Nature has produced exquisite composite materials—wood, bone, teeth, and shells, for example—that combine light weight and density with desirable mechanical properties such as stiffness, strength and damage tolerance.
A research team led by a scientist from the U.S. Department of Energy’s Ames Laboratory has demonstrated for the first time that the magnetic fields of bacterial cells and magnetic nano-objects in liquid can be studied at high resolution using electron microscopy.
A team of researchers at DGIST has recently developed a technology which enables to acquire a high resolution mass spectrometry imaging in micrometer size of live biological samples without chemical pretreatment in the general atmospheric pressure environment.
Scientists at Pennsylvania State University and Princeton University have created a diode laser from hybrid organic-inorganic perovskites – materials that have garnered attention due to their light emitting properties, useful in optoelectronic devices and solar cells.
Manipulating the spectral components of ultrafast, near-infrared pulses of light can influence neural activity, paving the way for more effective treatments of mood and circadian rhythm sleep disorders, according to a team of researchers at the University of Illinois.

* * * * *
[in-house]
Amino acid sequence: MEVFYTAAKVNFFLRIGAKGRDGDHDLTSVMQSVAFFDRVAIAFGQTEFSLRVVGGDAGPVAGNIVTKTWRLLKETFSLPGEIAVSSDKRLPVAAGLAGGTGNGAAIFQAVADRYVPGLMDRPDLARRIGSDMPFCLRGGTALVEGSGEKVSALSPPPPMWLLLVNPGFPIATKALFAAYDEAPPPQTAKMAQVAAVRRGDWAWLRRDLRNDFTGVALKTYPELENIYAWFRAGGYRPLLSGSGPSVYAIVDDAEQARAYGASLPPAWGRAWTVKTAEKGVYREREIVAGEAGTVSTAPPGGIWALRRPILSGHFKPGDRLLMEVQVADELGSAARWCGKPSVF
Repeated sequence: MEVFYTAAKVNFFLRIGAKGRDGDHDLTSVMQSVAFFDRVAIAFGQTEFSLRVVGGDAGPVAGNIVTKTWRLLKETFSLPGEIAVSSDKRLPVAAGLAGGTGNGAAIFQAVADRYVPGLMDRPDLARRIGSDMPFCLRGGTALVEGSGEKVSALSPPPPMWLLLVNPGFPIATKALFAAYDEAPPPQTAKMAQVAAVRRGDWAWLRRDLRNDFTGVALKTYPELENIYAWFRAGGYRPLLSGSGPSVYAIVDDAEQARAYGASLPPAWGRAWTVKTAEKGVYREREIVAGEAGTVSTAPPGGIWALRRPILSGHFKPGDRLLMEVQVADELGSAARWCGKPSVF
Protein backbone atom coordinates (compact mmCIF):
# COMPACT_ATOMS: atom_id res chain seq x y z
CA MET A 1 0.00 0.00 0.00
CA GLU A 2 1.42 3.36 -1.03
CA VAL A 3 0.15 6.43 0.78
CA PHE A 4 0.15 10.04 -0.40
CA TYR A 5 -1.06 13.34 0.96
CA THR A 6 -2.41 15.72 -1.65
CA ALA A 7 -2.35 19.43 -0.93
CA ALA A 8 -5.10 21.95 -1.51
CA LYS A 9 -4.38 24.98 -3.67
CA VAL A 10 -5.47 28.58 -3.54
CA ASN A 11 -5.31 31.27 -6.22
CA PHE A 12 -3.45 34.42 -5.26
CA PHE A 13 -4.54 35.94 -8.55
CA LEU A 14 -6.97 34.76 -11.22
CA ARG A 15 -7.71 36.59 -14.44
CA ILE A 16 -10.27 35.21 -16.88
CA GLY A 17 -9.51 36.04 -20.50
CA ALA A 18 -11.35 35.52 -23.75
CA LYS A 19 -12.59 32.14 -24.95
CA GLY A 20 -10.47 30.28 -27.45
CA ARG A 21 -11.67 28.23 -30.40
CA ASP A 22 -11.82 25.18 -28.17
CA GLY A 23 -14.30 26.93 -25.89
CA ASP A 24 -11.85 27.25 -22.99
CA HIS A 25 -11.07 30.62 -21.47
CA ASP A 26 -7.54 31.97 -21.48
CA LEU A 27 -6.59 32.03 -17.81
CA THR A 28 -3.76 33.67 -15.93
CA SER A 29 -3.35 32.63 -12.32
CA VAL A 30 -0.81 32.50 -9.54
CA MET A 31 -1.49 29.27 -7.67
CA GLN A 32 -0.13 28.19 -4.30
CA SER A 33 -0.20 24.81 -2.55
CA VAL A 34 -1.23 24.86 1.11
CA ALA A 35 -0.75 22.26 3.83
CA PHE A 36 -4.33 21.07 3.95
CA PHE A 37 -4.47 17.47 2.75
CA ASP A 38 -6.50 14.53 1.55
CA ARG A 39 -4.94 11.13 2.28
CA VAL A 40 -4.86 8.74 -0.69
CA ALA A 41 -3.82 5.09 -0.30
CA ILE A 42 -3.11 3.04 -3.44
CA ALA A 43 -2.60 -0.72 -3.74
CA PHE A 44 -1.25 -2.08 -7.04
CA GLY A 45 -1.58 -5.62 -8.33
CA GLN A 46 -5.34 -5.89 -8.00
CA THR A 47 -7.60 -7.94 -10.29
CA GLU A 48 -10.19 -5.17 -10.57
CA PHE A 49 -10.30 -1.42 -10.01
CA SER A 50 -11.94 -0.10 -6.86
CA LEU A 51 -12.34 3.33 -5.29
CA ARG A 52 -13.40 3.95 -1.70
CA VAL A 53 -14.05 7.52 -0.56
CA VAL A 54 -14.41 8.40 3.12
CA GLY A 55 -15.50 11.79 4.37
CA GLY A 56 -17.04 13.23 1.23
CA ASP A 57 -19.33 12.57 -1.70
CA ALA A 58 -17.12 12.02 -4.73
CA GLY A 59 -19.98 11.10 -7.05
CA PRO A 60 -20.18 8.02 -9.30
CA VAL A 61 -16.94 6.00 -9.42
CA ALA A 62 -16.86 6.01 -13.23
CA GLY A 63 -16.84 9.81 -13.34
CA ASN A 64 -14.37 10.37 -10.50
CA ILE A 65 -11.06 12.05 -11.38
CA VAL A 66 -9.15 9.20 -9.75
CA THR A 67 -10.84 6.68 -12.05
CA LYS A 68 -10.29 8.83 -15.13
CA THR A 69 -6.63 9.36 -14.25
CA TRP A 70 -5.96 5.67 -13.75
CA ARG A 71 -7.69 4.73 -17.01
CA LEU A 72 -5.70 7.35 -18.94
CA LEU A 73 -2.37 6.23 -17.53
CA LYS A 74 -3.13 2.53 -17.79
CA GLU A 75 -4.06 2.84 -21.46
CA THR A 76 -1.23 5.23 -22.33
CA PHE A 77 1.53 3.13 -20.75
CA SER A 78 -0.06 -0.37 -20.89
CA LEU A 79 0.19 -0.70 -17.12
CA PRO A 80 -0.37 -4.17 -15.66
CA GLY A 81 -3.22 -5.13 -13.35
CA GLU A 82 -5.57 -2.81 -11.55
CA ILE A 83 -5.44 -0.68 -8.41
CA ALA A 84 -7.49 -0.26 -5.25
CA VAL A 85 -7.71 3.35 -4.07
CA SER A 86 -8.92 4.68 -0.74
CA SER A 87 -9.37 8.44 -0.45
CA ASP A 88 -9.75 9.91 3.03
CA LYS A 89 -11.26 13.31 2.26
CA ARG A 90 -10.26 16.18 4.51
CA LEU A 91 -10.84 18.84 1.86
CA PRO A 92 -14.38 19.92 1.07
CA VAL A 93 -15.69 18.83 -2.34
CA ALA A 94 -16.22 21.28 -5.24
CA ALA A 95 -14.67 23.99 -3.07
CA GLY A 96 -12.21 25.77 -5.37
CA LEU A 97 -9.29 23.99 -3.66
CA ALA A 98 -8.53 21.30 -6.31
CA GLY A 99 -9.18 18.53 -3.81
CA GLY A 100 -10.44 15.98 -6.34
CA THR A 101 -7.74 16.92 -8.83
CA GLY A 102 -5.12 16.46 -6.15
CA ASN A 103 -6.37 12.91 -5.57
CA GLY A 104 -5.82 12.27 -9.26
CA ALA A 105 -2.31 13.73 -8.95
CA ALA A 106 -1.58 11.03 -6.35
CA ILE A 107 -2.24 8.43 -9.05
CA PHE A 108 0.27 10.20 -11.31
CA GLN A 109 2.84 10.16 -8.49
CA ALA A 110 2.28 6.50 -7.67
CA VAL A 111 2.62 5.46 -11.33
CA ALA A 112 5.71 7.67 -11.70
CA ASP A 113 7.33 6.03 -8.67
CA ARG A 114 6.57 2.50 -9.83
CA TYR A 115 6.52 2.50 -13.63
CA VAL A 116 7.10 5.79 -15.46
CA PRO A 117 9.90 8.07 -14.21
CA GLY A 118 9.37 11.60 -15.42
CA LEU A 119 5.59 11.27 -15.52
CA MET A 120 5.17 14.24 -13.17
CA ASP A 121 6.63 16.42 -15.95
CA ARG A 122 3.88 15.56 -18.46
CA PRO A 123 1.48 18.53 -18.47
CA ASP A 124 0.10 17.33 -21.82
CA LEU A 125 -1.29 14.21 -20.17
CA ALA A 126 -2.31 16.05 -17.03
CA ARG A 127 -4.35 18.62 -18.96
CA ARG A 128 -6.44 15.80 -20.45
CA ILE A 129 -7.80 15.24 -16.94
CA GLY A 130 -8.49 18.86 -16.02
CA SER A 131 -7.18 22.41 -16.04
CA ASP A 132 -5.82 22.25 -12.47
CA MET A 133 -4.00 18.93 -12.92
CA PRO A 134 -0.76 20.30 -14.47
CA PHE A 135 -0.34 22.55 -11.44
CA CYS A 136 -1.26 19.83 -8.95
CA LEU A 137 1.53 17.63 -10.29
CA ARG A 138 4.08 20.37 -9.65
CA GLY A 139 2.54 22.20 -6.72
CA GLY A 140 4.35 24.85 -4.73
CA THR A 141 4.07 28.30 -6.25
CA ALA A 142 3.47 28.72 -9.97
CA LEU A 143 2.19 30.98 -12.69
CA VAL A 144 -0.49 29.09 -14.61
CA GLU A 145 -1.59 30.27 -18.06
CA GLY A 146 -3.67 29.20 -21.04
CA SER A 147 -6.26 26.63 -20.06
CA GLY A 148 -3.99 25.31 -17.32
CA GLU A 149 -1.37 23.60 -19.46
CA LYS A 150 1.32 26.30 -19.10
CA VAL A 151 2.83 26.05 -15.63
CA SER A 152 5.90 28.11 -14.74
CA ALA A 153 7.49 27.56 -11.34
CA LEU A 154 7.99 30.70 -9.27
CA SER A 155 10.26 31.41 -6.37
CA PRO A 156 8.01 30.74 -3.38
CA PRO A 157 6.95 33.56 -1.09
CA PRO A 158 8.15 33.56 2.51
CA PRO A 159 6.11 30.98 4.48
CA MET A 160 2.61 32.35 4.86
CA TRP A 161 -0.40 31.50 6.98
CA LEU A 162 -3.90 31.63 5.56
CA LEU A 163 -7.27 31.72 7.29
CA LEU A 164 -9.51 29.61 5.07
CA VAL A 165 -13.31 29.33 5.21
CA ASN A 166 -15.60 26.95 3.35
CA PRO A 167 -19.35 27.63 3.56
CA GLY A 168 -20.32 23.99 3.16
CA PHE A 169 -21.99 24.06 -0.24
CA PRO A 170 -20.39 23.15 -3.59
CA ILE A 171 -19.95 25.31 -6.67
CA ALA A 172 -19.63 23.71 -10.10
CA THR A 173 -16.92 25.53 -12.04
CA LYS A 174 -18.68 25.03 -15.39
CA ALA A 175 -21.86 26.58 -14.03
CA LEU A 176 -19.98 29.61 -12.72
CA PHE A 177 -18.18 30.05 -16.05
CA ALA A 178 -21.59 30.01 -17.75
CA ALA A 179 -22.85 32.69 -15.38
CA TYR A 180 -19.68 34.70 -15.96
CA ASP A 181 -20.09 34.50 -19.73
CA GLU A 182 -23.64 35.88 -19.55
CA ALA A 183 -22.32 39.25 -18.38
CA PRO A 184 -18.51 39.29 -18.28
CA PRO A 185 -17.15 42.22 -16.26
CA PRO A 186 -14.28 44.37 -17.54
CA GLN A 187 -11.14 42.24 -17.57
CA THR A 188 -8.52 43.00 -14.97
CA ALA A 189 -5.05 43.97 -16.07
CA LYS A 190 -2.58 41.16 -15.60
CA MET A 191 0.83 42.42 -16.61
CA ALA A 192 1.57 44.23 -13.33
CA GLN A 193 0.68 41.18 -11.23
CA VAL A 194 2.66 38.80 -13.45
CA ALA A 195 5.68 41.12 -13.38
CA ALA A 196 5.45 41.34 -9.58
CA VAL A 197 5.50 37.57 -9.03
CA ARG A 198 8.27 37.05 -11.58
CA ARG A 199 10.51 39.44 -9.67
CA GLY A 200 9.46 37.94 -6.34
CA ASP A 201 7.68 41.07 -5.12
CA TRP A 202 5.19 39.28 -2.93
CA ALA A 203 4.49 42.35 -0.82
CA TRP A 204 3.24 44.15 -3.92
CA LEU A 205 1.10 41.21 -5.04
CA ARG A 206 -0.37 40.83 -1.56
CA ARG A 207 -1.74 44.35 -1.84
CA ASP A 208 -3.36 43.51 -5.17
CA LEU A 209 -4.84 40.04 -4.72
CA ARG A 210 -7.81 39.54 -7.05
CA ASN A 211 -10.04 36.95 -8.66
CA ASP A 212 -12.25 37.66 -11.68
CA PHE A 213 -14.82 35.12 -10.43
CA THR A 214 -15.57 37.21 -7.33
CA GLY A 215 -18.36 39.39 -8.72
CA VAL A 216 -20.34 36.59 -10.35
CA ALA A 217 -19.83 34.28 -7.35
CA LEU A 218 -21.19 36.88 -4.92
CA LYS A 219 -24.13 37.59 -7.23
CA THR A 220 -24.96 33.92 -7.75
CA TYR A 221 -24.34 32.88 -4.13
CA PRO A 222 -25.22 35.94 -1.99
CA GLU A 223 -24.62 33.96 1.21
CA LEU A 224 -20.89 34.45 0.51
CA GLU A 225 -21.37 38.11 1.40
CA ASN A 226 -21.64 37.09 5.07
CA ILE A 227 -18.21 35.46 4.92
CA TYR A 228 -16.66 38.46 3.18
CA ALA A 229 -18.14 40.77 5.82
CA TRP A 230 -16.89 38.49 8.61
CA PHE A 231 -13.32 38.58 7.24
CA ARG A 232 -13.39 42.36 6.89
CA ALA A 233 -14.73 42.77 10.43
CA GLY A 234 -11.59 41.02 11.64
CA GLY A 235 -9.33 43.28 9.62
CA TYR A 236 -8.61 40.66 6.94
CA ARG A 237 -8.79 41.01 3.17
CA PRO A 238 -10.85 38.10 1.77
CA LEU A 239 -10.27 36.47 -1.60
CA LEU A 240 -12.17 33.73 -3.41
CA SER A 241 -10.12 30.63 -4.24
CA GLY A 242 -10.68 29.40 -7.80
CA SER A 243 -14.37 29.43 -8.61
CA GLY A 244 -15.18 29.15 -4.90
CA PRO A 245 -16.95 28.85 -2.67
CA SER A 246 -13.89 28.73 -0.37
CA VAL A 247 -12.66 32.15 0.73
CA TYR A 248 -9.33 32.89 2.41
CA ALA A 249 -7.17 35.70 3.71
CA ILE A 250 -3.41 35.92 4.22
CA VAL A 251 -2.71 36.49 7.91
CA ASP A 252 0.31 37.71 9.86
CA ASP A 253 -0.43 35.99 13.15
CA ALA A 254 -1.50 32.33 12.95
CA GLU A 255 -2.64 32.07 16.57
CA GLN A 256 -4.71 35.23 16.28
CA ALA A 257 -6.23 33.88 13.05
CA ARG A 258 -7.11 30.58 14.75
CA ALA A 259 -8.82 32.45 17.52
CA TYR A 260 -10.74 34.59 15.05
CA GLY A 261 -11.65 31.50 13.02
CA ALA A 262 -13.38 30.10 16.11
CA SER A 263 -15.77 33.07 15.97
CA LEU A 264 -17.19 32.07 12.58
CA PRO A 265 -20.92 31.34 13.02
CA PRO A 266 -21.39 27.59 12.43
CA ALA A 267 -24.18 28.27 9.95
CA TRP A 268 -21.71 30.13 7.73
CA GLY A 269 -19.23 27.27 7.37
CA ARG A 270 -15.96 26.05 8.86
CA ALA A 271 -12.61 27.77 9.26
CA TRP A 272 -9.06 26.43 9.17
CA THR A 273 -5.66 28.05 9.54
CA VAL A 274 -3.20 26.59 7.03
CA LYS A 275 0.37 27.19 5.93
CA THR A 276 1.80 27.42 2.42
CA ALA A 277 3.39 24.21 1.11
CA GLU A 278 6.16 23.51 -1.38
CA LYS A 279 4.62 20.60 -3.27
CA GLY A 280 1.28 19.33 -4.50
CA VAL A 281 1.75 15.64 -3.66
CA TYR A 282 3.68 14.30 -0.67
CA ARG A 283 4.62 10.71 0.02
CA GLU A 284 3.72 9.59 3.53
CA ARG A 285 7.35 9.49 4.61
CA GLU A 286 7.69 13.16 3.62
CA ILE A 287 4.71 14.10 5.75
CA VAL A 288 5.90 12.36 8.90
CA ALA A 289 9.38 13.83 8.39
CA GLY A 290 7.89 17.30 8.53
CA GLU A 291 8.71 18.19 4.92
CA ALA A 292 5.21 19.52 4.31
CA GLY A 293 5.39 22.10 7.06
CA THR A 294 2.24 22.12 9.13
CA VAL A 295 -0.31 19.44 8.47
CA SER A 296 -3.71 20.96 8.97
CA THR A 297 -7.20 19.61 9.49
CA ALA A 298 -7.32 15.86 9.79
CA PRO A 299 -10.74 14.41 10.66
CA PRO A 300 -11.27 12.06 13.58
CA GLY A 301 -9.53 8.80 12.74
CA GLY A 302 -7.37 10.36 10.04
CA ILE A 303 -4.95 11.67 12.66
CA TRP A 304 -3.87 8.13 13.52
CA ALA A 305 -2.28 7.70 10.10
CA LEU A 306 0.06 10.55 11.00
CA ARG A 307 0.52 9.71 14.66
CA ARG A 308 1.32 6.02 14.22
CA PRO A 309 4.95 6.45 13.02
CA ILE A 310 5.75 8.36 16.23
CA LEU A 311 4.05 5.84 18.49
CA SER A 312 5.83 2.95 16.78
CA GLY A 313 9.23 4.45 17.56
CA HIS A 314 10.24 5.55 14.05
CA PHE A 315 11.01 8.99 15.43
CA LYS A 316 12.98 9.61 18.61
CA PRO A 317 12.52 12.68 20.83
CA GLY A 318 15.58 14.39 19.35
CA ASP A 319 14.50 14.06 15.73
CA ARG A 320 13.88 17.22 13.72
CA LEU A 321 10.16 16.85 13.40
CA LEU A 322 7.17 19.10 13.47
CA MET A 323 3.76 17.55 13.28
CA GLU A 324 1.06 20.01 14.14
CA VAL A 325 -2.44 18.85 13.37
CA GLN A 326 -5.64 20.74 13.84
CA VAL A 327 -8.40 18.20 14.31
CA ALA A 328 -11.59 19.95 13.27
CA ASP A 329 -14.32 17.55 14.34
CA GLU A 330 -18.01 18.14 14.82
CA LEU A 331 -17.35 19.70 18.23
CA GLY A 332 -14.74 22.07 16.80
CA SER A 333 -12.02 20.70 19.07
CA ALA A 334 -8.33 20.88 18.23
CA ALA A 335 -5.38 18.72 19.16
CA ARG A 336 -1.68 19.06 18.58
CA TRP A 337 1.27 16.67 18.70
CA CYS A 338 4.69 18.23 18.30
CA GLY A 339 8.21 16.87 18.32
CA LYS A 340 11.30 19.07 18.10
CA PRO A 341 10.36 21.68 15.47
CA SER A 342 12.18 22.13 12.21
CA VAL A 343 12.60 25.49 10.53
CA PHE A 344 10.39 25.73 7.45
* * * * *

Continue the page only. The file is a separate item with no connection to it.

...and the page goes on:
MXenes, conductive materials widely used in many industries, now have one more promising application: helping lasers fire extremely short femtosecond pulses, which last just millionths of a billionth of a second.
Scientists at the Massachusetts Institute of Technology (MIT) are using chalcogenide glasses to produce flexible hybrid electronics (FHE) that can stretch or conform to the shape of an object or structure without damage, and to better integrate two-dimensional (2D) materials with conventional semiconductor circuits.